BY Michael Mcauliff
Daily News Washington Bureau
WASHINGTON - Congress gave America's 9/11 responders their first reason to smile in nine years, pushing a measure to care for sick heroes halfway to reality.
The James Zadroga 9/11 Health and Compensation Act survived intense backroom negotiations, then passed by an overwhelming 268 to 160 vote while more than 100 responders and family watched from the House gallery.
Among them was Joe Zadroga, whose police detective son, James, lost his life to a 9/11-linked illness and lent his name to the $7.4 billion measure to help others like him and their families.
"I was so overjoyed when that bill passed today, I had tears in my eyes," said Zadroga later, weeping again.
"It was outstanding," said Victor Fiorella, retired from Ladder 114 in Sunset Park. "Congress did something for people who are hurting, and really need it."
Still the celebration was tempered.
The bill still must pass in the Senate - and leaders there recessed last night until after the November elections. Other important measures have gone to the Senate only to die.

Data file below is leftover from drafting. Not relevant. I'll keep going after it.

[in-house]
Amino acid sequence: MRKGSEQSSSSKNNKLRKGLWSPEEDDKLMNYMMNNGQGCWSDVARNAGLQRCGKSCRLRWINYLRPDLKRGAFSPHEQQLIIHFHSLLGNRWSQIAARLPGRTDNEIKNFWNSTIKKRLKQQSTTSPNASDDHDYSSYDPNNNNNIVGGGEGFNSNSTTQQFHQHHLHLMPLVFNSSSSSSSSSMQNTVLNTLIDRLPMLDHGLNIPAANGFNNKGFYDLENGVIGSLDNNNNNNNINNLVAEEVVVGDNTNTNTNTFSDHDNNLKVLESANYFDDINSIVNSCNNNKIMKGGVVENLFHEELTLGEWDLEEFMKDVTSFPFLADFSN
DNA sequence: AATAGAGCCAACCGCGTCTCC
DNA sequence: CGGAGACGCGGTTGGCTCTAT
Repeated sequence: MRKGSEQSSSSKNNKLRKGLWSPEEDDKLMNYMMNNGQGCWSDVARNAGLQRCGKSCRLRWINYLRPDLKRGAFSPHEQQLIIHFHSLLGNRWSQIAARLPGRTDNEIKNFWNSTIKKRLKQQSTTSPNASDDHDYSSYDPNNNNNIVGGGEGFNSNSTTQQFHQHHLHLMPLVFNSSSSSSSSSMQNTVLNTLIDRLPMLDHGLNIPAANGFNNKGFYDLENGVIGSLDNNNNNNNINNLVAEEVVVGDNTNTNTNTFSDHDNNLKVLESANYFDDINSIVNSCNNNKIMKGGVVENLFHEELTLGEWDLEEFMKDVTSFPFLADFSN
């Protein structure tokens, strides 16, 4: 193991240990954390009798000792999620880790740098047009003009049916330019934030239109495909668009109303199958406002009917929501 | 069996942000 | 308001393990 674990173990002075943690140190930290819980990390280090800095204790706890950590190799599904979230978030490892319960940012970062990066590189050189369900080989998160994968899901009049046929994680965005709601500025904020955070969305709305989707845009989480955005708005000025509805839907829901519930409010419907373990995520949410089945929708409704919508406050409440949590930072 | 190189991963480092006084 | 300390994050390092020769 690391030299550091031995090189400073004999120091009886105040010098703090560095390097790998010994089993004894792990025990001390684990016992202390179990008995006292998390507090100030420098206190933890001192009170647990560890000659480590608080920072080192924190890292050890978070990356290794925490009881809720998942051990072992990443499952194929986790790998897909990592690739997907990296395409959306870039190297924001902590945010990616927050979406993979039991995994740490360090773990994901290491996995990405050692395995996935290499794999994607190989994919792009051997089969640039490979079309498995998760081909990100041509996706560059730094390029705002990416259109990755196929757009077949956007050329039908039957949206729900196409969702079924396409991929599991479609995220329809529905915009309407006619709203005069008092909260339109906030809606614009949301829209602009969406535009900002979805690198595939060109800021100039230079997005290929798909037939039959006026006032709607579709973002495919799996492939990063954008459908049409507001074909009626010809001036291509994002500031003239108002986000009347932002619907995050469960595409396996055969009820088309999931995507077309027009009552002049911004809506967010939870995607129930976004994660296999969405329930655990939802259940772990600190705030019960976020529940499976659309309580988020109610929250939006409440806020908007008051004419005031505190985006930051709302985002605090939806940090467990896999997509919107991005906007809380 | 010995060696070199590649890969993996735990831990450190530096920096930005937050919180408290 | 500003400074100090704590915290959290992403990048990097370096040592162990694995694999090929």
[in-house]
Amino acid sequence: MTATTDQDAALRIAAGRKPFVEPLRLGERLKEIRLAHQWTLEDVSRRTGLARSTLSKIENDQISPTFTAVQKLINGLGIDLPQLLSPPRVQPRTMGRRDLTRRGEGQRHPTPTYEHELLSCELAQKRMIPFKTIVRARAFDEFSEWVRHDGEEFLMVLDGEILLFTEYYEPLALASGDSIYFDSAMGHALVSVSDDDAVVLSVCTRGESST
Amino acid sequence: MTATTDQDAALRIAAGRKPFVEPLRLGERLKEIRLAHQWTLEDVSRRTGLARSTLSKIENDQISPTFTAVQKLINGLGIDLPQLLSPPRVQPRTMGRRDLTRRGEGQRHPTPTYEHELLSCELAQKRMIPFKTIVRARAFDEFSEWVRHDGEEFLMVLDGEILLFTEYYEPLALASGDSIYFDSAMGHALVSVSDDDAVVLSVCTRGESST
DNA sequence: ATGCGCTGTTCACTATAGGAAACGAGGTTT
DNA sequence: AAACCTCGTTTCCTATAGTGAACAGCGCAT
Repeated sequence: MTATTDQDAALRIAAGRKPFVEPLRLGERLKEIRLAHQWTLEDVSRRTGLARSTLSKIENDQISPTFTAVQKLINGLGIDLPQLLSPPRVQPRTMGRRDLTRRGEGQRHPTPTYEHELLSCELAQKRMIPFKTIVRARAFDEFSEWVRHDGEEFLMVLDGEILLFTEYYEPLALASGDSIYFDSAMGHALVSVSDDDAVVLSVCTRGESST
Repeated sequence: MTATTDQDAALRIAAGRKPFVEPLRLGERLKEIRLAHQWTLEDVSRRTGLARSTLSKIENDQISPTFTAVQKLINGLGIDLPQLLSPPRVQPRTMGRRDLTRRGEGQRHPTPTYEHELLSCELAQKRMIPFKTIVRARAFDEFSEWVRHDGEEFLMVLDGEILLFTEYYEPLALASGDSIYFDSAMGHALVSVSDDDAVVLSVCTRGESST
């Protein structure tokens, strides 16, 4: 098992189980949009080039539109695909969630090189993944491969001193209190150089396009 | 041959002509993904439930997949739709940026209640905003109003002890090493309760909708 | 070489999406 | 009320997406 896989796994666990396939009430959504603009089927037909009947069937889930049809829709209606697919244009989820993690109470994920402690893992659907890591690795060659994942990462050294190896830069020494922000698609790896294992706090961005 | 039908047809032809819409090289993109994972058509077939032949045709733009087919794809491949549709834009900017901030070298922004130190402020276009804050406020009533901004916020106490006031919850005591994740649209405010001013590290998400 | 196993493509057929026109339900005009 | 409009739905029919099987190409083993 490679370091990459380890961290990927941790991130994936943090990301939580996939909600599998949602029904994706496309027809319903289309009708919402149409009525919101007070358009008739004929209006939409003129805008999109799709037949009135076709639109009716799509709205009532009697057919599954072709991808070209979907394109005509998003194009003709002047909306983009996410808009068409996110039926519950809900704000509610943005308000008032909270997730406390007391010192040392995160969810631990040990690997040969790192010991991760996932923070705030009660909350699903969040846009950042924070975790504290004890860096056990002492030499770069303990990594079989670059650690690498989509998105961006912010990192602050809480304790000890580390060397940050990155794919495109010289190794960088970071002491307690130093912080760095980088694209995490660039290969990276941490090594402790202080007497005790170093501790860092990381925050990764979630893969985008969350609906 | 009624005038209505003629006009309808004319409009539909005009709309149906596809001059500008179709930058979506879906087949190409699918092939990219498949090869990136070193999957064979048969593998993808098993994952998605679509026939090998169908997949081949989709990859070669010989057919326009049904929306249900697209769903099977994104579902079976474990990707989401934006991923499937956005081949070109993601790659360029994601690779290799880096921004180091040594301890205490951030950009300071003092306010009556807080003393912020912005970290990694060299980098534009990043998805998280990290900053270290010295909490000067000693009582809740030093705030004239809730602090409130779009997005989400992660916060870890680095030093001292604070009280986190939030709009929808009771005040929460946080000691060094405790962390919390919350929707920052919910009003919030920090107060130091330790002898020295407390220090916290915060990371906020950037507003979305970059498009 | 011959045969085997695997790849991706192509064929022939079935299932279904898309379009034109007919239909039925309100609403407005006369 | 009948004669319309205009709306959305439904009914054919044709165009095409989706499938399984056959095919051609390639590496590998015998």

"We have one more stop on the way to the President's desk," House Speaker Nancy Pelosi warned.
"We are determined to continue to do whatever it takes to turn this promise of help into the reality of a law," said Rep. Carolyn Maloney (D-Manhattan), a key sponsor of the proposal. [See who donates the most money to Maloney.]
Even as the bill was being debated in the House yesterday, some responders walked the halls of the Senate, talking to dozens of GOP senators.
"This is just a short-lived victory," said John Feal, who lost half his foot at Ground Zero but was one of those walking the halls yesterday.
"I could tell you, there's a storm coming in the Senate and we're going to be resilient, more so than ever," Feal added. "I'm confident that Barack Obama is going to sign this bill."
The President has pledged to do so.
The bill includes more than $3 billion for compensating people who got sick after responding to the terrorist attacks - or lived and worked among the toxic fumes and dust.
The rest of the money will fund treatment.
The bill does not affect the 9/11 lawsuit against the city, and includes a provision to offset any payments from the suit so people cannot double dip.
The House vote could have gone down to defeat if Republicans had attached an immigration measure, but sources told the Daily News that Rep. Pete King (R-L.I.) and Mayor Bloomberg successfully lobbied GOP leaders not to do so.
"Today, we put aside a little politics and we did a little right, and a little good," said Rep. Jerry Nadler (D-Manhattan), who co-sponsored the bill with Maloney and King.